There is a bright side, though: By the time you level it up to Marowak, the Pokedex informs you that it "has grown tough by overcoming the grief of losing its mother. Its tempered and hardened spirit is not easily broken." Motivated and toughened up by the death of its mother? Hardened spirit? Dishes out savage beatings to others? Guys, that is basically Pokemon Batman.

We can all agree that dolls that come to life seeking revenge are super-terrifying nightmare fuel, right? It's not just me? Okay, how about self-mutilating dolls with mastery of voodoo that are motivated by revenge? That do anything for you?

Banette generates energy for laying strong curses by sticking pins into its own body. This Pokémon was originally a pitiful plush doll that was thrown away. It seeks the child that disowned it.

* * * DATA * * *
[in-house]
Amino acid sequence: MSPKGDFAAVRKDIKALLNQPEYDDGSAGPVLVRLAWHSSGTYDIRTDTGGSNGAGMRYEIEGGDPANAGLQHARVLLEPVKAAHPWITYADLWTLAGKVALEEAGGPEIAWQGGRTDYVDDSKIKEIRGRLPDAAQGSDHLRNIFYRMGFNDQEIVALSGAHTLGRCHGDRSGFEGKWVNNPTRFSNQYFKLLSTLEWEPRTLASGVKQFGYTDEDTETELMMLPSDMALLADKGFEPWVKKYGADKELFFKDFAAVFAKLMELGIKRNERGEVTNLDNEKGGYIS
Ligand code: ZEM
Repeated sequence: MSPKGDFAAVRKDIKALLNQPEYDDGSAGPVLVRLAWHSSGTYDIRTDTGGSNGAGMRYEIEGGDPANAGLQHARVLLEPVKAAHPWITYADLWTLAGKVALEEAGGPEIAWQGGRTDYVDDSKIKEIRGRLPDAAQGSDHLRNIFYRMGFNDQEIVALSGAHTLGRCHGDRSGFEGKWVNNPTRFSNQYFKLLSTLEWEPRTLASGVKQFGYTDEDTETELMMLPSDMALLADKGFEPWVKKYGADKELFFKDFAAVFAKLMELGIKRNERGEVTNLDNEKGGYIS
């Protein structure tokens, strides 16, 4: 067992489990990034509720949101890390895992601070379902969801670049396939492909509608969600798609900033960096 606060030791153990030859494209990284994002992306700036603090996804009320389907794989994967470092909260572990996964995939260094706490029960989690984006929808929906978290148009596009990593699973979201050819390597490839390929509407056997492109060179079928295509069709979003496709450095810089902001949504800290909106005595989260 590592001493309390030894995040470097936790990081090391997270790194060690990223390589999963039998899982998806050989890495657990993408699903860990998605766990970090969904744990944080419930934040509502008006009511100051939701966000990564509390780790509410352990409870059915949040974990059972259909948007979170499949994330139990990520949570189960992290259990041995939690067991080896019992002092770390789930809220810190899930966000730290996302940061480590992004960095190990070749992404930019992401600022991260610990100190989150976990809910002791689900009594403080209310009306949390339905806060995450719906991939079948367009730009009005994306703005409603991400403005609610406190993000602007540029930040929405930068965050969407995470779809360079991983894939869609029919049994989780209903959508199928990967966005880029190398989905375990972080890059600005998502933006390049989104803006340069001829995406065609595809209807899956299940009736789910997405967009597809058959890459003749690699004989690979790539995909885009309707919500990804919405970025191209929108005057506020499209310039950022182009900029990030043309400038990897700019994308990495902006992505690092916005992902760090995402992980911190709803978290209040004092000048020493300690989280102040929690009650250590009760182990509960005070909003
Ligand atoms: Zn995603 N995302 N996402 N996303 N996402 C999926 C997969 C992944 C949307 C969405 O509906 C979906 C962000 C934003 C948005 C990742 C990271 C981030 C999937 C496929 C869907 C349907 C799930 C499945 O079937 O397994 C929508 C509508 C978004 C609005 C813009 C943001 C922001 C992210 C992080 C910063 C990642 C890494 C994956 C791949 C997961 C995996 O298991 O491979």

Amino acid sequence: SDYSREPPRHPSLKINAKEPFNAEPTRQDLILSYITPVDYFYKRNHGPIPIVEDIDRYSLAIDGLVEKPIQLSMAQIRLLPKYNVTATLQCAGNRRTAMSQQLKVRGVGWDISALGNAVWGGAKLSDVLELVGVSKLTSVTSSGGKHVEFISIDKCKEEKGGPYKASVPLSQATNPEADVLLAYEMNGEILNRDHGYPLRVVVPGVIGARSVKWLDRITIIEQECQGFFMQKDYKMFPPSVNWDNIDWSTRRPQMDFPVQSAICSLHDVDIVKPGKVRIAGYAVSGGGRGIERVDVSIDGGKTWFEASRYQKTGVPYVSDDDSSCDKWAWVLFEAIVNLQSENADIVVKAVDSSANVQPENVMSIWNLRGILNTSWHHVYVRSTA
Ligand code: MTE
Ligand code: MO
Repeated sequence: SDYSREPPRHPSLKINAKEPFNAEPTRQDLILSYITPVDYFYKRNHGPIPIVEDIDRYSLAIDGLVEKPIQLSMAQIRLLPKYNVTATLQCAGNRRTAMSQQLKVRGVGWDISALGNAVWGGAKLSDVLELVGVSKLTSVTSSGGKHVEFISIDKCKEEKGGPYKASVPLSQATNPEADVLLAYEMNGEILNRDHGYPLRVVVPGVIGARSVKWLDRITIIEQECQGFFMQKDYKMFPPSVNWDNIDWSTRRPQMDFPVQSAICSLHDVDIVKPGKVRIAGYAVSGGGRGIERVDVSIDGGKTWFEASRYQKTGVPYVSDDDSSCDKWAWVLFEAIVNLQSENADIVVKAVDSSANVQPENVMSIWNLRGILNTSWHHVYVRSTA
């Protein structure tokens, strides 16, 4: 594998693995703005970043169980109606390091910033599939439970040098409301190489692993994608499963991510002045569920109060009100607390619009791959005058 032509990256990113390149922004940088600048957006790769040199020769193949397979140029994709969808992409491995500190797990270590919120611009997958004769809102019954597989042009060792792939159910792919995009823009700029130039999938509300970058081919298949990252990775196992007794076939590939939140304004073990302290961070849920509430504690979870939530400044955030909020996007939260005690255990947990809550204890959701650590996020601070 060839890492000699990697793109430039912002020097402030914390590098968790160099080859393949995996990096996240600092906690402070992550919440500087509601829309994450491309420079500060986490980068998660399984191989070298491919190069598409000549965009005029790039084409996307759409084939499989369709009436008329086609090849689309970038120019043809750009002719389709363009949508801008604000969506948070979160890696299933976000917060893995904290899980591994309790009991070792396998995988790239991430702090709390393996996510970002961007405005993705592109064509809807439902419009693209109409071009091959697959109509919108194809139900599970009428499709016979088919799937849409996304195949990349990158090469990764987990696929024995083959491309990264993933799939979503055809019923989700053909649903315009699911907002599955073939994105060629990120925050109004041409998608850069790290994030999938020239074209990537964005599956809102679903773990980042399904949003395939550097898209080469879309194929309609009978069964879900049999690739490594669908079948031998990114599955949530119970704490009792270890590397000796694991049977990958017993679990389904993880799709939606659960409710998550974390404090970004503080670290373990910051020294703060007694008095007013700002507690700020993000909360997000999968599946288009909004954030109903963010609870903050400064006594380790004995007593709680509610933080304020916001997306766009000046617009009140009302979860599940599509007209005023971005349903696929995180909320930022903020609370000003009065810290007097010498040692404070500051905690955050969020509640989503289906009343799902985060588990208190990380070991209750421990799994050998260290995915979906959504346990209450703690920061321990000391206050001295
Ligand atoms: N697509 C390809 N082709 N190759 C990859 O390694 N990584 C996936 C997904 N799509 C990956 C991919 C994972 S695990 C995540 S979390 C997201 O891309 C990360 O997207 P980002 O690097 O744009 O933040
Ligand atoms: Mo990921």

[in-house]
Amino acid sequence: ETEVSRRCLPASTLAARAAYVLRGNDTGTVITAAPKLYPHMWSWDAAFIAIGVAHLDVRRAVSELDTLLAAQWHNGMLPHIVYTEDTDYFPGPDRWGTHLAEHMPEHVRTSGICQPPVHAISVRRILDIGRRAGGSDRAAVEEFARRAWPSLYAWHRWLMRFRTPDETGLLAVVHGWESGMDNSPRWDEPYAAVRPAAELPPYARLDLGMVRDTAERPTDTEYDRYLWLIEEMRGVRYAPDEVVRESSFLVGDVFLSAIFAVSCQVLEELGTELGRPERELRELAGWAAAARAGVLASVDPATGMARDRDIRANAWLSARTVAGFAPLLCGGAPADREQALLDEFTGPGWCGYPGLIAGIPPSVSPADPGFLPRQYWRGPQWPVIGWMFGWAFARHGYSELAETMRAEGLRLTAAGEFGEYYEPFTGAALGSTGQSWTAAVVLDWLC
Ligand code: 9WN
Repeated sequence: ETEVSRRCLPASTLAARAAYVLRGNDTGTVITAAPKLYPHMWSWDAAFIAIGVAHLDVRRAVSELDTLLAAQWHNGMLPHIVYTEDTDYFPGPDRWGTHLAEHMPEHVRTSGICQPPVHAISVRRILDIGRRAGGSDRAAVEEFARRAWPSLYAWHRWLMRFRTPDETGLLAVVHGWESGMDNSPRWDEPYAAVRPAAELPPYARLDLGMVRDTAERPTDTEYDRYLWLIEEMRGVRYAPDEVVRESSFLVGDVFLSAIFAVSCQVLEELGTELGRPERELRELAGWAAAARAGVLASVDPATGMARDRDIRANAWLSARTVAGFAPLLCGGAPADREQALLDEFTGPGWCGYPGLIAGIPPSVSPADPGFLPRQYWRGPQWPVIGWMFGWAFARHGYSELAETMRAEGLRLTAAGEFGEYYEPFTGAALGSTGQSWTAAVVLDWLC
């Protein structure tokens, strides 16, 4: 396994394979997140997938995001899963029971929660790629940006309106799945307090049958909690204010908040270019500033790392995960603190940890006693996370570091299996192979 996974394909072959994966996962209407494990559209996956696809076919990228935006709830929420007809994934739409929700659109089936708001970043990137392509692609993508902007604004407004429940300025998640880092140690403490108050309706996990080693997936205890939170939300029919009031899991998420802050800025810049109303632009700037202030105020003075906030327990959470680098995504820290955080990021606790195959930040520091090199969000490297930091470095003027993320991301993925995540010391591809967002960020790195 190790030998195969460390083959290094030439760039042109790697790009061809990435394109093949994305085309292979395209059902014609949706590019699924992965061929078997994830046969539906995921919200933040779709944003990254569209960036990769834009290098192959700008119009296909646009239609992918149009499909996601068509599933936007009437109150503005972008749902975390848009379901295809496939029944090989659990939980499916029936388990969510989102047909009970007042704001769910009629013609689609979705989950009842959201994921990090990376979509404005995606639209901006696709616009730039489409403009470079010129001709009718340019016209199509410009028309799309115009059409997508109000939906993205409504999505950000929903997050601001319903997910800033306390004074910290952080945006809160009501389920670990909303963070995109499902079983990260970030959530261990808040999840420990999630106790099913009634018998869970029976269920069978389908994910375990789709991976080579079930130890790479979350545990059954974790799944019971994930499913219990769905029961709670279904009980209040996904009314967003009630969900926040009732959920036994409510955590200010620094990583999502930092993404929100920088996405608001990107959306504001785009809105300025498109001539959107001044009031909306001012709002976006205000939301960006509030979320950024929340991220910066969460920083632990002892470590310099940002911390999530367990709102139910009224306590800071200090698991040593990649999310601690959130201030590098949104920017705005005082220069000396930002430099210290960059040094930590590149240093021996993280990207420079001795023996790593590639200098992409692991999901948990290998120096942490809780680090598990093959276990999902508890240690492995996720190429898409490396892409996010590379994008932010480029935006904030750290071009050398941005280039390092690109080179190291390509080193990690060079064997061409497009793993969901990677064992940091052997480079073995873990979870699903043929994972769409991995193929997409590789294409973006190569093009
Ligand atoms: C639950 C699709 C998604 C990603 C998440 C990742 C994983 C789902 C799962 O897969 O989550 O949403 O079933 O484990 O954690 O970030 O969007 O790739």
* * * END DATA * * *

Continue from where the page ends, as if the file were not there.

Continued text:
Yes, as though balloons, shadows, lamps and Santa Claus did not present enough of a threat on their own, now we have to deal with toys that claw their way out of a garbage dump motivated by pure hate. It's the Black Lantern Velveteen Rabbit, and it's coming for you.

The lesson Pokemon is getting at with this one is clear: Never, ever, ever stop playing with your toys. Especially the video games about capturing monsters.

And finally, we have our champion, the brand new title-holder for Most Disturbing Pokemon of All Time. Sure, he doesn't look like much -- a little like Phanto from Super Mario Bros. 2 who's had a few drinks and wants to get in a fistfight -- but wait. Just. Wait.

These Pokémon arose from the spirits of people interred in graves in past ages. Each retains memories of its former life. Each of them carries a mask that used to be its face when it was human. Sometimes they look at it and cry.